A better food system

Partners collaborate to improve awareness.
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Access to healthy food and meeting hunger needs in Kent County are interrelated, deep, wide and complex problems, neither easily nor quickly solved. Illustration by James Heimer

Access to healthy food and meeting hunger needs in Kent County are interrelated, deep, wide and complex problems, neither easily nor quickly solved. But they are problems being addressed head-on by a swath of nonprofits, government entities and convening partners eager to create food systems that are fair and accessible to all.

“When we talk about food insecurity or hunger, we try to look at ways our community members are empowered around food access and good food,” said Wende Randall, director of the Kent County Essential Needs Task Force (ENTF). “We lack ability for people to structure and make choices around how they access food and the types of food they access.”

In layperson’s terms, the struggles revolve around how to get good food and the options when food is available. Are grocery stores accessible in the neighborhood? Do stores offer fruits, vegetables and other healthy options? What foods do pantries offer and is that food healthy? Is the food culturally appropriate for a particular area? Are SNAP and Double Up Food Bucks (DUFB) programs accepted? Is food sourced from local growers, which keep those growers in business and benefits the Michigan economy?

These questions and more are at the forefront of ENTF and its partner organizations. ENTF is a “convening partner,” meaning it doesn’t provide direct services but provides space for those that do to come together and look at how local systems are structured to address the root causes of issues such as hunger and food insecurity (visit entfkent.org). Its “guiding star” is the Good Food Charter, which states, “All Kent County residents are food secure with access to fair, green, affordable and healthy food.”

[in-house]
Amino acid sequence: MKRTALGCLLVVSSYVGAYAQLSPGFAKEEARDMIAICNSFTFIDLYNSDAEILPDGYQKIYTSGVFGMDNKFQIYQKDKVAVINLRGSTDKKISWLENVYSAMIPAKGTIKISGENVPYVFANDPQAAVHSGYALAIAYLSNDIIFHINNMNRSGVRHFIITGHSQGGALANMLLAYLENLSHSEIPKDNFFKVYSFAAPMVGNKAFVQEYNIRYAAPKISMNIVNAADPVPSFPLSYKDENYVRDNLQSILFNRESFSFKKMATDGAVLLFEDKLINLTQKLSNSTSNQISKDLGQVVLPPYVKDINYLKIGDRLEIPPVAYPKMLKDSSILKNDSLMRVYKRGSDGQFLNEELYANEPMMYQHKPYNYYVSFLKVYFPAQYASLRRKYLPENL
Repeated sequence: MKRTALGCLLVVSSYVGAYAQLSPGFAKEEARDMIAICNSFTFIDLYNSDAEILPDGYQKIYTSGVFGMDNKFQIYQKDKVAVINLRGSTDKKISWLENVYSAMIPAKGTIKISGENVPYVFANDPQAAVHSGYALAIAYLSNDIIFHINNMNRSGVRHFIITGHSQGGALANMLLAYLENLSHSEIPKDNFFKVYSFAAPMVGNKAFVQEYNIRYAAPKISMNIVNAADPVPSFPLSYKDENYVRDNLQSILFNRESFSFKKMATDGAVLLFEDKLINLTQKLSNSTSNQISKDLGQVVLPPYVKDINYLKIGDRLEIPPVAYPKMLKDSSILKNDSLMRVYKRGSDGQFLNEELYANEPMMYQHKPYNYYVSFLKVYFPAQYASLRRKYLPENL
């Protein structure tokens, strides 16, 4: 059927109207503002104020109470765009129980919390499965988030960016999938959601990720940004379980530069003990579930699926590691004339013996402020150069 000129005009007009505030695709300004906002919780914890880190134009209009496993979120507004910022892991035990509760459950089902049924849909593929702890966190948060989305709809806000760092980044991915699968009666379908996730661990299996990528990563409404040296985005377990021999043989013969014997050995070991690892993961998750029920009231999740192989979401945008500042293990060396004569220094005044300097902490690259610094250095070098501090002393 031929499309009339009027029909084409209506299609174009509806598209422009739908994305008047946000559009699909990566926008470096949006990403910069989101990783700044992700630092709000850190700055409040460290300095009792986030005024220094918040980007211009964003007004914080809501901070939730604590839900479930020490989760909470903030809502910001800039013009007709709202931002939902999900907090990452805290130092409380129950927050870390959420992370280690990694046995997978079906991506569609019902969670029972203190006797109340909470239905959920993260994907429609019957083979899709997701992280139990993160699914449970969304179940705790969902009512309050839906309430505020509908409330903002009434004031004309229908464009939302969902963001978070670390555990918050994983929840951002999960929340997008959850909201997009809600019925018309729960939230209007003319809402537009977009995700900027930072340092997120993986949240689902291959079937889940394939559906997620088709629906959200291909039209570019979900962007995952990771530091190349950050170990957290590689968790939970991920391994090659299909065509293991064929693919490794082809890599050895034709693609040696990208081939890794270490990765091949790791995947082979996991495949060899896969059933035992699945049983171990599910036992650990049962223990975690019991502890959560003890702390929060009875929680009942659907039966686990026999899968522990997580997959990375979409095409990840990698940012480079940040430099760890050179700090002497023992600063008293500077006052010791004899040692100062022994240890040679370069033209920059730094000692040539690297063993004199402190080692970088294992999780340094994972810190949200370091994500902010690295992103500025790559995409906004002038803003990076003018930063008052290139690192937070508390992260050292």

One of the larger players in the food systems arena is Access of West Michigan, which cultivates system changes to promote a thriving food community for all people. Access’s Good Food Systems initiative addresses food access, health and justice through piloting affordable retail food markets (called Fresh Markets) and vegetable prescription programs at local nonprofits and clinics. In addition, Access houses a Pantry Resource Center network and helps those organizations “move toward more innovative, just and equitable neighborhood-based food solutions” (visit accessofwestmichigan.org).

“We want to leverage solutions that benefit the environment and invest in Michigan’s agriculture sector, which supports small local farms and creates a more resilient economy,” said Emma Garcia, co-director of Access of West Michigan. “We help nonprofits open their own Fresh Market to serve their low-income neighbors by offering them affordable choices.”

Five nonprofit organizations operate affordable retail food markets, which include North Kent Connect, The Other Way Ministries, The Pantry, UCOM and SECOM Resource Center, with Access launching a sixth site this year. The markets accept SNAP and DUFB (dollars spent on Michigan-grown produce are doubled, as in spend $20 get $20) to incentivize users to shop there, as does the Meijer-owned Bridge Street Market, SpartanNash Stores and many local farmers markets.